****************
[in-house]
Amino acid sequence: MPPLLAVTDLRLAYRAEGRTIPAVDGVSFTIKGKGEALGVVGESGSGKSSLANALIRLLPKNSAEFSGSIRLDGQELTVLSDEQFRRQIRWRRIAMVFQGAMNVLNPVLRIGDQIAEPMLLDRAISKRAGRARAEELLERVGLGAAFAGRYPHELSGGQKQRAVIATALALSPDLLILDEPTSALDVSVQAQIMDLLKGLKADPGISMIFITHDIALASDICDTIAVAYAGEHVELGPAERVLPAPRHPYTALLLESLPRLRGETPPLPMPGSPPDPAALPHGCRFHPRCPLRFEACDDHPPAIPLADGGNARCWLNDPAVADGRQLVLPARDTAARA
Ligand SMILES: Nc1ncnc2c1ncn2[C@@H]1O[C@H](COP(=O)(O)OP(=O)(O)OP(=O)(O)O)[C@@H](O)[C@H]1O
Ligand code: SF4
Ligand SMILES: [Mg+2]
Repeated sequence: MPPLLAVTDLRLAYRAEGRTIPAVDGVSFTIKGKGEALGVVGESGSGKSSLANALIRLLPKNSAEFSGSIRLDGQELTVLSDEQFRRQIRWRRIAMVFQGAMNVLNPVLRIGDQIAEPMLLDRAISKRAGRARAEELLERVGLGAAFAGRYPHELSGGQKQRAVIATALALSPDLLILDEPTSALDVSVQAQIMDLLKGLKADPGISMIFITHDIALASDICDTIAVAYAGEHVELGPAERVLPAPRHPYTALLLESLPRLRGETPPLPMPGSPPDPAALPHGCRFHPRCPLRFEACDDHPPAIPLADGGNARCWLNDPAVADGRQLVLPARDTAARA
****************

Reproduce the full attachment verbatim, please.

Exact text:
[in-house]
Amino acid sequence: MPPLLAVTDLRLAYRAEGRTIPAVDGVSFTIKGKGEALGVVGESGSGKSSLANALIRLLPKNSAEFSGSIRLDGQELTVLSDEQFRRQIRWRRIAMVFQGAMNVLNPVLRIGDQIAEPMLLDRAISKRAGRARAEELLERVGLGAAFAGRYPHELSGGQKQRAVIATALALSPDLLILDEPTSALDVSVQAQIMDLLKGLKADPGISMIFITHDIALASDICDTIAVAYAGEHVELGPAERVLPAPRHPYTALLLESLPRLRGETPPLPMPGSPPDPAALPHGCRFHPRCPLRFEACDDHPPAIPLADGGNARCWLNDPAVADGRQLVLPARDTAARA
Ligand SMILES: Nc1ncnc2c1ncn2[C@@H]1O[C@H](COP(=O)(O)OP(=O)(O)OP(=O)(O)O)[C@@H](O)[C@H]1O
Ligand code: SF4
Ligand SMILES: [Mg+2]
Repeated sequence: MPPLLAVTDLRLAYRAEGRTIPAVDGVSFTIKGKGEALGVVGESGSGKSSLANALIRLLPKNSAEFSGSIRLDGQELTVLSDEQFRRQIRWRRIAMVFQGAMNVLNPVLRIGDQIAEPMLLDRAISKRAGRARAEELLERVGLGAAFAGRYPHELSGGQKQRAVIATALALSPDLLILDEPTSALDVSVQAQIMDLLKGLKADPGISMIFITHDIALASDICDTIAVAYAGEHVELGPAERVLPAPRHPYTALLLESLPRLRGETPPLPMPGSPPDPAALPHGCRFHPRCPLRFEACDDHPPAIPLADGGNARCWLNDPAVADGRQLVLPARDTAARA